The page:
By Craig Griffeath
The SF Bay Ospreys nest community mourns the death of 2020 fledgling Tam, aged 76 days. Though brief, his life touched many in ways he could never know, and which his many human supporters are now left to contemplate and celebrate. He leaves behind his parents Rosie and Richmond, along with his two Osprey siblings, and thousands of human followers on sfbayospreys.org.
Tam emerged from his shell on May 11 and quickly captured the hearts of SF Bay Osprey fans. Alongside his brother Lassen and sister Shasta he was, like his mountain namesake, the smallest and youngest of three. Though plucky and capable of holding his own in confrontation (as when defending a fish from the predations of siblings), he soon learned to adopt a more patient stance, allowing the two older chicks to tire themselves out squabbling before taking his turn to dine in relative peace. Tam grew up knowing what faithful nest watchers had learned in previous years: that mother Rosie, unfailingly even-handed in support of her nestlings, would always make sure he had enough to thrive.
At other times, whatever commotion might be occurring elsewhere on the nest, Tam seemed content to gaze over the edge and observe the world beyond, his family life existing alongside a growing independent identity, an emerging “apart-ness” that would sometimes give him the air of a dreamer. Several watchers saw in him a reflection of 2017’s youngest hatchling Rivet. As a third-born child myself, I felt a particular affinity with Tam and his solitary dreaming. He had a natural underdog status that made him a favorite of webcam viewers during a year when the chemistry among the three nestlings seemed especially promising.
Longtime followers of the Whirley Crane nest know well that each season brings potential risks as well as rewards.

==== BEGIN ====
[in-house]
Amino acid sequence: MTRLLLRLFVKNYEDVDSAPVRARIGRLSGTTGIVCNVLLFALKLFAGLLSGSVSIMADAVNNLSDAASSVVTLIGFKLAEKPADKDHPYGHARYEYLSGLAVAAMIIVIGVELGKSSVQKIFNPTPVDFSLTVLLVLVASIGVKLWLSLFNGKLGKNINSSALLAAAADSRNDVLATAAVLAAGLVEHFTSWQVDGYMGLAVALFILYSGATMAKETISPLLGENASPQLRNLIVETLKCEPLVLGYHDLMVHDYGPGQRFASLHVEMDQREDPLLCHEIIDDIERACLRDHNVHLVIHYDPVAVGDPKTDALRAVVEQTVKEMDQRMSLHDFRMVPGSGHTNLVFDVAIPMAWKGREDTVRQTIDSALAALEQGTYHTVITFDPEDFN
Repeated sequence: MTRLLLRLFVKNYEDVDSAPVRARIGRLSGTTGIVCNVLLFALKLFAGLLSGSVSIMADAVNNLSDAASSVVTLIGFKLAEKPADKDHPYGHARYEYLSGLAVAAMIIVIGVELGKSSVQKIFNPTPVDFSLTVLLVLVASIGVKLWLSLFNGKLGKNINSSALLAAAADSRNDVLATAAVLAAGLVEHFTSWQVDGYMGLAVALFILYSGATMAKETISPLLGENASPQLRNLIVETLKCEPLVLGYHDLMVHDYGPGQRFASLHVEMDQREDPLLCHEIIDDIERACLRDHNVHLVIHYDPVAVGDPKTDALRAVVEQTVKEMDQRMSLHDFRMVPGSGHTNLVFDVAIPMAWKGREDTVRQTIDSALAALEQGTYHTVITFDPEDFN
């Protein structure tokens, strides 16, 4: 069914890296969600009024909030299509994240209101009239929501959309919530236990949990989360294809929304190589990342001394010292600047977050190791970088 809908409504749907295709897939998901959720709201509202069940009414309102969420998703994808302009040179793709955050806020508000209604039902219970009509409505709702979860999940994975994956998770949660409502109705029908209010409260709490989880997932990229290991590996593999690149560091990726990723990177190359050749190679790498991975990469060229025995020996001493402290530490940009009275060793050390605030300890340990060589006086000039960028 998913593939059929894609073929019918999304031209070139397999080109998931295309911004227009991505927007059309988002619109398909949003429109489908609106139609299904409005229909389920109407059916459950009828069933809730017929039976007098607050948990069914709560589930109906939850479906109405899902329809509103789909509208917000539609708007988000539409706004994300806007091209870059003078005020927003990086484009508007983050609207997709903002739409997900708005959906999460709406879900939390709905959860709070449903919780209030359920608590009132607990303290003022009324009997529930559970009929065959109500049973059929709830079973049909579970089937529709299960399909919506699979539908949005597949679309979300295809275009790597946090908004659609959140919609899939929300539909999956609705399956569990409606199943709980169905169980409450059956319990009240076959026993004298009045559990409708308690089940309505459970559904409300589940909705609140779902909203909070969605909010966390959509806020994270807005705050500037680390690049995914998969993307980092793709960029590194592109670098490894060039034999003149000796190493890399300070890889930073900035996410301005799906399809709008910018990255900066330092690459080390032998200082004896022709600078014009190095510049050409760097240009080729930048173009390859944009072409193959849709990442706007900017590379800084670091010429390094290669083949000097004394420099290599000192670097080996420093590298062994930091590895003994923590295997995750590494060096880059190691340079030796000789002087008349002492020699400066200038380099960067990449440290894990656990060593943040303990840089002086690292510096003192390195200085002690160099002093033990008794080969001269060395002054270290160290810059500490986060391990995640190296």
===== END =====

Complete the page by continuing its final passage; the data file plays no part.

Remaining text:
We thrill to watching Rosie lay her eggs, and exult to the hatching of the new chicks. We see them grow under their parents’ watchful eyes, and cheer as they learn to fly and then leave home to make their own future. The time of fledging is the most exciting, but also the most dangerous. Tam’s story parallels that of the first webcam fledgling, Whirley, who likewise suffered a mortal injury just one day after fledging in 2017. We grieved the loss of baby Gamma in 2019, and the unexplained demise of 2019 fledgling Peace-Up a few months later. Four years of watching leaves no doubt that death and life are ever-present in nature as complementary sides of the same coin, but we can’t help feeling emptiness at the loss of an individual we have come to know and identify with so intimately. Our human instincts kick in: our need to seek explanations, to ascribe meaning to life’s seeming arbitrariness.
The diligence and caring of those who attended to Tam in his days of crisis—the anonymous volunteer who located him, the dedicated and compassionate treatment he received at WildCare, the remarkable and heroic work done by surgeons and staff at International Bird Rescue—all gave us reason to hope for Tam’s eventual recovery and re-nesting. But in truth, all of us who follow these birds knew what a long shot that hope was. No one dared say it aloud, but the chances of Tam returning successfully to life in the wild were very small. All of us in the community of nest watchers registered shock and sadness at his passing, but it was not, in all honesty, a surprise.
To raise a family from helpless infancy to a life of their own—something that can take humans the emotional resources of a lifetime to achieve once—is something the Ospreys do, start to finish, each and every year. Through the webcams, we enter an accelerated annual enactment of life’s greatest joys and sorrows, and look for new ways to try and understand our own place in Nature’s grand scheme. But try as we might, the Ospreys remain wild creatures, beyond our minds’ grasp.
What if all of our supposed understanding and identification is mere projection, as we inevitably measure their lives against our own all-too-human expectations?
Rosie and Richmond will never have to worry about such concerns, they seem to always know what they must do, taking life as it comes and carrying out their responsibilities each year with full devotion. Living as one with nature, they take action unencumbered by the nagging conscience and quest for meaning with which we humans try to make sense of our world.
To close, please read this beautiful lyric poem written in memory of Tam. The poem is by Geonni Banner.
Fly free, sweet Tam. You live on in our hearts.
About Craig: Craig “craigor” Griffeath is a teacher, art historian, and jazz musician living in Marin County. He has been an avid participant at sfbayospreys.org since its inception and since 2018 has managed the site’s Fish Matrix project, whose volunteers have tracked and identified nearly 2000 fish delivered to the nest by the Ospreys. If you’d like updates on the Ospreys, you can also check out GGAS’s Facebook page by clicking here.
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